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Tuesday 10 December 2019
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TT mourns for Linda

Former senate president, MP, PNM chairman dies

Senate President Linda Baboolal cautions Wade Mark in the Senate on May 9, 2006. FILE PHOTO
Senate President Linda Baboolal cautions Wade Mark in the Senate on May 9, 2006. FILE PHOTO

Former Senate president Dr Linda Baboolal, 78, died yesterday morning at Mt Hope Hospital, after reportedly suffering from pneumonia.

Politicians from both sides of the aisle paid tribute to her yesterday.

She combined compassion with probity, said the PNM yesterday in a statement by party PRO Laurel Lezama-Lee Sing.

The party recalled she was PNM former chairman (1996-2000), MP for Barataria /San Juan, Cabinet minister (1992-1995) and Senate President (2002-2007.)

“Dr Baboolal, a graduate of the Royal College of Surgeons and Physicians in Dublin, Ireland, distinguished herself not only as an eminent medical practitioner, but more so, as a servant of and for the people,” said the PNM.

As the party’s first and only female chairman, she won a reputation for her “compassion, charm and unswerving moral probity.”

She was also the first female President of the Senate and the first woman to act as President of the Republic, a post now held substantively by Paula-Mae Weekes.

The PNM joined the nation in prayer for the repose of her soul and offered her family, her husband Dr Michael Baboolal and their children and grandchildren, their thoughts and love.

“We are grateful to them for sharing their wife, mother, and grandmother with us and with the wider national community for almost 30 years.

“On behalf of the executive and membership of the People's National Movement, I extend deepest condolences to the Baboolal family. " said Lezama-Lee Sing. "May the Lord comfort them at this time.”

Her son Henry Baboolal, told a radio station, “She was the most honest, loyal, loving, caring, forgiving person in the world. Nothing could sway her to do something wrong.”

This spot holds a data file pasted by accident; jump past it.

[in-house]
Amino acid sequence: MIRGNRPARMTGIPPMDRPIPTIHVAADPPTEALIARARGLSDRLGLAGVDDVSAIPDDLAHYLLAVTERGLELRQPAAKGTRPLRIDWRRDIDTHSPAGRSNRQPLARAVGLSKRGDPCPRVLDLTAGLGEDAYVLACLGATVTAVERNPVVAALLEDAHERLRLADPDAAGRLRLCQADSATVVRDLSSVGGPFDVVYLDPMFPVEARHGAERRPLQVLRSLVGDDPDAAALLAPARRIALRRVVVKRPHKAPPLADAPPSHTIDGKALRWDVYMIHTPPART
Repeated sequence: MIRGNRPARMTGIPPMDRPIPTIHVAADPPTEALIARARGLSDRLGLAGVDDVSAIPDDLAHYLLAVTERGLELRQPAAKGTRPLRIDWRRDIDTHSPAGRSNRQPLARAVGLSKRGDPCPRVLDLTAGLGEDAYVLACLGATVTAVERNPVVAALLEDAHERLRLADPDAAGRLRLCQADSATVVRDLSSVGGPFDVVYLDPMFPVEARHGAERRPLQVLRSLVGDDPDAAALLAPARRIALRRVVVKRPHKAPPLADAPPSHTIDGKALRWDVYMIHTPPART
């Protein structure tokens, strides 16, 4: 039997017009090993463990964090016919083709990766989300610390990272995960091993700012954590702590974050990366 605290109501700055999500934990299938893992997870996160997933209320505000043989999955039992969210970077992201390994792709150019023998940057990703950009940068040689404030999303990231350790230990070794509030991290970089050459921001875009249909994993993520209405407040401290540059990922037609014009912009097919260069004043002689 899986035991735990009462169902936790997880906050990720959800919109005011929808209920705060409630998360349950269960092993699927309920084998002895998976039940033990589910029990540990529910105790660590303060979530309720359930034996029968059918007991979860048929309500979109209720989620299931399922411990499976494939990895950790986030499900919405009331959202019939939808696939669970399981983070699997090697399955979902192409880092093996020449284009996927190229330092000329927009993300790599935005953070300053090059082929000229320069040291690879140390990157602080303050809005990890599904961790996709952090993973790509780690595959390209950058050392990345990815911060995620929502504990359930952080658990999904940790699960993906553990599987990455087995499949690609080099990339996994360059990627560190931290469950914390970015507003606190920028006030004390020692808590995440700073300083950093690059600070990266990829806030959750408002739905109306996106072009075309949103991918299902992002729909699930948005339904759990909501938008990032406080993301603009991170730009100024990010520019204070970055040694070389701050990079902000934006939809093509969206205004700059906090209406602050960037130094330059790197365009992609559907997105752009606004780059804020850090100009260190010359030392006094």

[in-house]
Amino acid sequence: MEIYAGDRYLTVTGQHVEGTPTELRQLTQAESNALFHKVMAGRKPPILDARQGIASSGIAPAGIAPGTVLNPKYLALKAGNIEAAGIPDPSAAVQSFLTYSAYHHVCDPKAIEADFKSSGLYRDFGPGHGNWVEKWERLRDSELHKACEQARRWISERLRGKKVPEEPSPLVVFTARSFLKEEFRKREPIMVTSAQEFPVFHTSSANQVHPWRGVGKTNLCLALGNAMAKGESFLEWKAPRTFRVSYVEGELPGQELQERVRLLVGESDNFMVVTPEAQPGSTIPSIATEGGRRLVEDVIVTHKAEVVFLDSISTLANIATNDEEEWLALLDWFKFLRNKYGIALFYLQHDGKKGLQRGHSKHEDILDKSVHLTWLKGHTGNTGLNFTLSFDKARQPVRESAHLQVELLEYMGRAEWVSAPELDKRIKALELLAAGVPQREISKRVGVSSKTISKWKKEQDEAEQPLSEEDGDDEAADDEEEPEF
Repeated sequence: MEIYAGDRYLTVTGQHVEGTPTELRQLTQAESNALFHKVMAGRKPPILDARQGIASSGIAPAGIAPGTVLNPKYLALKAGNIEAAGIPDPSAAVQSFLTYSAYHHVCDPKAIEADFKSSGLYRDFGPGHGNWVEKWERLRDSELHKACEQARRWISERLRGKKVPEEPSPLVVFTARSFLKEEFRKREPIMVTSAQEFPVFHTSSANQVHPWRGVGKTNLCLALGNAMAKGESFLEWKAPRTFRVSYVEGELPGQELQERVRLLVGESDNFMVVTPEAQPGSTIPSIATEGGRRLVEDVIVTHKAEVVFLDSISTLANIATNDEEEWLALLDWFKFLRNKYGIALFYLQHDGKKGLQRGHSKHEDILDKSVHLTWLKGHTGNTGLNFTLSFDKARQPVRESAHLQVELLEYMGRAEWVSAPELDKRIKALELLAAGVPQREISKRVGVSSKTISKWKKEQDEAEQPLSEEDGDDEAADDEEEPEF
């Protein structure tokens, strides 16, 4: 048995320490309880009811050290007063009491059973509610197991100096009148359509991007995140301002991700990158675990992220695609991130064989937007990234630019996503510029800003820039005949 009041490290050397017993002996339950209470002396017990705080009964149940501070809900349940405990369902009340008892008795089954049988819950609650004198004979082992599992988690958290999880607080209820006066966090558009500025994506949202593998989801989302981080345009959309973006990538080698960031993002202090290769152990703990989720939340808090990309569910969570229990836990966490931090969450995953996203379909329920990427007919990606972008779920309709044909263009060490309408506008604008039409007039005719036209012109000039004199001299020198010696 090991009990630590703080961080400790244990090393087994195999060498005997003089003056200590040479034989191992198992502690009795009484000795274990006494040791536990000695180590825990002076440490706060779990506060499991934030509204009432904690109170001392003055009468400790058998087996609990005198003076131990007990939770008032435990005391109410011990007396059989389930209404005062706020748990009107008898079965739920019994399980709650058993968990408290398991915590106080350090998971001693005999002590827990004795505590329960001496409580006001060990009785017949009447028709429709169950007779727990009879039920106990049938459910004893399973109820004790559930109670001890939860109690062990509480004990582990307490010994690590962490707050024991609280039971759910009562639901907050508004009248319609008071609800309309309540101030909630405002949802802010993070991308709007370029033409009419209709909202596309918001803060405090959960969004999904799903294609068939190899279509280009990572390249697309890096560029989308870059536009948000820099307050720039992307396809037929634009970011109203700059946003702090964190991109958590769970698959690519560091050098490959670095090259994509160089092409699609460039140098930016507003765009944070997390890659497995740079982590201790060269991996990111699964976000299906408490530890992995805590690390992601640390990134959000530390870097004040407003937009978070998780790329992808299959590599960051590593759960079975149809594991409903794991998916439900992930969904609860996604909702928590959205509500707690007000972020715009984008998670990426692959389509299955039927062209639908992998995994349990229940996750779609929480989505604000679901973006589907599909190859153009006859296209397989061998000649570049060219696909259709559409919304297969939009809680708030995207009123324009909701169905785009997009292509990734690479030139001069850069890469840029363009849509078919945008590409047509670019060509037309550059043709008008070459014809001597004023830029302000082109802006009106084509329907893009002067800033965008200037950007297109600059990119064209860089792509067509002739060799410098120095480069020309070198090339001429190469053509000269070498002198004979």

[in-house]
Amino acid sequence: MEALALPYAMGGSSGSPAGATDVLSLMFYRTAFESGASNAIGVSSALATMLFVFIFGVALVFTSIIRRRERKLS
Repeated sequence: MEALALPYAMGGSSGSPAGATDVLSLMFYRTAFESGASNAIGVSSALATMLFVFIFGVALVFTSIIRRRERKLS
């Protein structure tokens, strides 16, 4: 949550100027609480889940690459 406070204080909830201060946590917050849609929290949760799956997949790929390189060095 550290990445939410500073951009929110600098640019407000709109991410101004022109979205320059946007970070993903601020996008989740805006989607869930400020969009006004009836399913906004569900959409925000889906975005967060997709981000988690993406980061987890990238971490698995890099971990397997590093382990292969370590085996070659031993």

He said regularly patients would come into her office and have no money but she would tell them not to worry about it. Henry lightly recalled her often coming home with fruit and vegetables and on one occasion a duck from patients whom she didn’t want to charge money.

Senate President Christine Kangaloo expressed her sorrow but also told Newsday of the legacy Baboolal had left imprinted on the country’s polity.

“I have to tell you, there are so many thoughts and feelings. Paramount right now is a feeling of sadness.

“But I must say that as the first female Senate president she really was an inspiration to women in public life. I thought about the gentleness she brought, but combined with that was also a firmness and toughness that would come out when it was needed.

“As Senate president she also showed an interest in the new, young politicians. She made an effort to have conversations with you. She really made an indelible impression .”

Asked for any special memories, Kangaloo gave a personal recollection of her time as a government senator under Baboolal.

“When I had my health challenges in 2004, she reached out to me on a personal level, as a medical practitioner, just trying to make sure I was healthy: not to take on stress, how to manage yourself. She took the time to go beyond the call of duty. She was president of the Senate but on a very personal level, she showed that she cared.”

Kangaloo said Baboolal is fondly remembered in Parliament, many of whose members had warmly greeted her at a recent parliamentary conference.

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